Booster shots of the Pfizer-BioNTech and Moderna vaccines not only reduce the number of infections with the highly contagious variant of Omicron, they also keep infected Americans out of hospitals, according to data released Friday by the Centers. for Disease Control and Prevention. .
Additional doses are 90% effective in preventing hospitalization with the variant, the agency reported. Booster shots also reduce the likelihood of a visit to an emergency department or urgent care clinic. The data also showed that supplemental doses are most beneficial against infection and death in Americans aged 50 and older.
Overall, the new research indicates that vaccines are more protective against the Delta variant than against Omicron, which, according to laboratory studies, is partially able to bypass the body’s immune response.
“These reports add more evidence to the importance of being up to date with Covid vaccinations,” CDC director Dr. Rochelle Walensky said during a White House briefing on Friday.
While data from Israel and other countries suggested that boosters may help prevent serious illness and hospitalization, at least in the elderly, it was not clear that the extra doses would have this effect in the elderly. United States, where vaccination and immunity patterns differ. from those elsewhere in the world.
The three studies released Friday are by far the most comprehensive and reliable assessments of the role booster shots are playing in the U.S. pandemic. The researchers looked at millions of cases, as well as tens of thousands of hospitalizations and deaths, as the Delta and Omicron variants rose to prominence.
“These numbers should be very compelling,” Yale University immunologist Akiko Iwasaki said of the numbers released Friday.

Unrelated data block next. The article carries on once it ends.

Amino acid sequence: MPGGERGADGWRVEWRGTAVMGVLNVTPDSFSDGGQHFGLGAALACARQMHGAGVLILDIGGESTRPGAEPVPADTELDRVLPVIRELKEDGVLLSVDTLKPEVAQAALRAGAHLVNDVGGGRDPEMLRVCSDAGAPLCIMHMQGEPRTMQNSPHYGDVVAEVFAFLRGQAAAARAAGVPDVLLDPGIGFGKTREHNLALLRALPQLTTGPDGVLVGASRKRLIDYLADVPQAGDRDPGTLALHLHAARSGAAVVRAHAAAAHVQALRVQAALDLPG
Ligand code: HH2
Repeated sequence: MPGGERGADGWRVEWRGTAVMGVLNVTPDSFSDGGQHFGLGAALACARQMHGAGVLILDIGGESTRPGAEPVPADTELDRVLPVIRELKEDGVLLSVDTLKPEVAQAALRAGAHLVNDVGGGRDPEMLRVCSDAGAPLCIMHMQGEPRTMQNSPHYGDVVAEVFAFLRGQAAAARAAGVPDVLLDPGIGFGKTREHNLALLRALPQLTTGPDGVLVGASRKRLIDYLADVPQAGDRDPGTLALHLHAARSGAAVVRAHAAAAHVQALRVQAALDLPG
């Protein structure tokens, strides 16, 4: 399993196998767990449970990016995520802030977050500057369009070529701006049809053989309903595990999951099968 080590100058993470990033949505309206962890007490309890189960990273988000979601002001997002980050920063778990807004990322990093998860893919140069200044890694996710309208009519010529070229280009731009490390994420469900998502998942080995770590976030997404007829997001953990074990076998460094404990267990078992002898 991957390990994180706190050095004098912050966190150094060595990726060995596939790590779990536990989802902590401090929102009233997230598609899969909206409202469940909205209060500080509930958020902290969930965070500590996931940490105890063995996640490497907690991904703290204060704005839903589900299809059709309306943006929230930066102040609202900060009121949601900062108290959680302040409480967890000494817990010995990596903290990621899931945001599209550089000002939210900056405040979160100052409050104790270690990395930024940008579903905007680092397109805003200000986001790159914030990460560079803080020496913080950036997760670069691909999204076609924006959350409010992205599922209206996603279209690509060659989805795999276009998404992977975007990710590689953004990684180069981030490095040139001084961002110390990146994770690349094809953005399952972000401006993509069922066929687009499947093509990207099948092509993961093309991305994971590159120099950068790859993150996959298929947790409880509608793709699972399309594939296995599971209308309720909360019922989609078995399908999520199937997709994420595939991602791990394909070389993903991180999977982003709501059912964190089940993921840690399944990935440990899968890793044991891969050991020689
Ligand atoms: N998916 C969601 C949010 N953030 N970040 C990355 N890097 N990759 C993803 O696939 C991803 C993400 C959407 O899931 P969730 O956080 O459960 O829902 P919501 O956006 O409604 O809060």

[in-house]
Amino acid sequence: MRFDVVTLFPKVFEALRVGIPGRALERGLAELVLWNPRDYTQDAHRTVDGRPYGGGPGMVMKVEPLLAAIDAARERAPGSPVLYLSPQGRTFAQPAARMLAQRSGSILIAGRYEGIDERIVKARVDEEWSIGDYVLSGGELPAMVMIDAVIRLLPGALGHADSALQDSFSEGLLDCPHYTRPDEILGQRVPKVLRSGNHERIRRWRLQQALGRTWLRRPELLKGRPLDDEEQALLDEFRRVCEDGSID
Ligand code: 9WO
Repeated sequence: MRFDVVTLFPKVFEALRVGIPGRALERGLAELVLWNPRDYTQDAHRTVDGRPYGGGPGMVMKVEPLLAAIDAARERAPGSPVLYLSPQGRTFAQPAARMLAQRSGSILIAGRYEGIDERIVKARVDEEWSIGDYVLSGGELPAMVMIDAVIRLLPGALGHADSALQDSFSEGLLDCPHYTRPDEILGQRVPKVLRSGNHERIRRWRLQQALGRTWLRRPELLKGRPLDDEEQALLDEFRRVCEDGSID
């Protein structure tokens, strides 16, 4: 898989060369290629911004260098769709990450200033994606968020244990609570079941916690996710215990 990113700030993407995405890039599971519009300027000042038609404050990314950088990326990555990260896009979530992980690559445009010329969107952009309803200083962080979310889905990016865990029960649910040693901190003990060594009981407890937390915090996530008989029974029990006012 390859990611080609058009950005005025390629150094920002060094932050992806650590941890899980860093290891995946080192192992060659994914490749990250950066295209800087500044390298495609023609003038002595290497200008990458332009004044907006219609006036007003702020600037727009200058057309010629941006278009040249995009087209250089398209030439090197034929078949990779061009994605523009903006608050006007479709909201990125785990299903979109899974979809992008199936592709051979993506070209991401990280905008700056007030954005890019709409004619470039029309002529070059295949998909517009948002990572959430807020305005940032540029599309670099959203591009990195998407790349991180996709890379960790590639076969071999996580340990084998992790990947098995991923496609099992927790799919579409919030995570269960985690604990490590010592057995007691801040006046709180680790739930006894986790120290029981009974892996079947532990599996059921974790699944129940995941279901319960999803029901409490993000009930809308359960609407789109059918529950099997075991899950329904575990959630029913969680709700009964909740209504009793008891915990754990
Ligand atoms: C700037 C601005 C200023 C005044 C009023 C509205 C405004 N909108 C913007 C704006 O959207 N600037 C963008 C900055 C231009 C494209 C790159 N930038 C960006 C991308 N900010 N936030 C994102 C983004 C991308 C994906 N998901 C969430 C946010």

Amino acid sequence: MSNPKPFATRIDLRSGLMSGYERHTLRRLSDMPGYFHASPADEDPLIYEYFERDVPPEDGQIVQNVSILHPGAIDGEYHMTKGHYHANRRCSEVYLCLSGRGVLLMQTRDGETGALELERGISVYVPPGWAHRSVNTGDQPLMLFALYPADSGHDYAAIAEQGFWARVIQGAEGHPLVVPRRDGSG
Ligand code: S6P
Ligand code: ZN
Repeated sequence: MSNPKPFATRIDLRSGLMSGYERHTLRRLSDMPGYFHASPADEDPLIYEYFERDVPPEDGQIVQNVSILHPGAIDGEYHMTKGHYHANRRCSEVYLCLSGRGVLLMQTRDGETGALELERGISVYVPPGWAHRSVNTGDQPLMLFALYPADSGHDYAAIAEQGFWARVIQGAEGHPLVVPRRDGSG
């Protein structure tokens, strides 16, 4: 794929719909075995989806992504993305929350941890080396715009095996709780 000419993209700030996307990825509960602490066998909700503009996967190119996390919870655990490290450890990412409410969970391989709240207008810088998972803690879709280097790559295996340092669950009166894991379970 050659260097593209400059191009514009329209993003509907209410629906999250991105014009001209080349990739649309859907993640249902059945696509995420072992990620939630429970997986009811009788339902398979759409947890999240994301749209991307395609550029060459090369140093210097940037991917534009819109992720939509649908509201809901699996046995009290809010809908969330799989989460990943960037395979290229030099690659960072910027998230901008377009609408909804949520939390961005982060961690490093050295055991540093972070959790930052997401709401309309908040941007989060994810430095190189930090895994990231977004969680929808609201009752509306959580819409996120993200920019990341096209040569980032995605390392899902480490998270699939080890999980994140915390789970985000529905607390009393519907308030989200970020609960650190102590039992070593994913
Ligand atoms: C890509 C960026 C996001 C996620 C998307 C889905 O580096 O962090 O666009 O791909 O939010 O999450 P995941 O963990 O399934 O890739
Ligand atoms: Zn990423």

The detailed reports have come in with hints that Omicron’s thrust may be pulling back. The country is reporting 736,000 new cases a day, down from more than 800,000 last week, and hospital admissions have fallen.
Yet the virus continues to spread in many states and more than 2,000 deaths still occur over several days.
Two of the studies were published in the CDC Morbidity and Mortality Report. In one study, researchers analyzed hospitalizations and visits to emergency departments and urgent care clinics in 10 states from August 26, 2021 to January 5, 2022.
Vaccine effectiveness against hospitalization with the Omicron variant fell to just 57% in people who had received their second dose more than six months earlier, the authors found. A third shot restored this protection to 90%.
The second study looked at nearly 10 million Covid cases and more than 117,000 associated deaths recorded across 25 state and local health departments between April 4 and December 25, 2021.
Cases and deaths were lower in people who received a booster dose, compared to those who were fully vaccinated but did not receive a booster, and much lower than the rates seen in unvaccinated people, reported Researchers.
Booster doses provided significantly greater protective gains in people aged 65 and older, followed by those aged 50 to 64, according to the study. The researchers did not provide data on the benefits of the injections in younger people.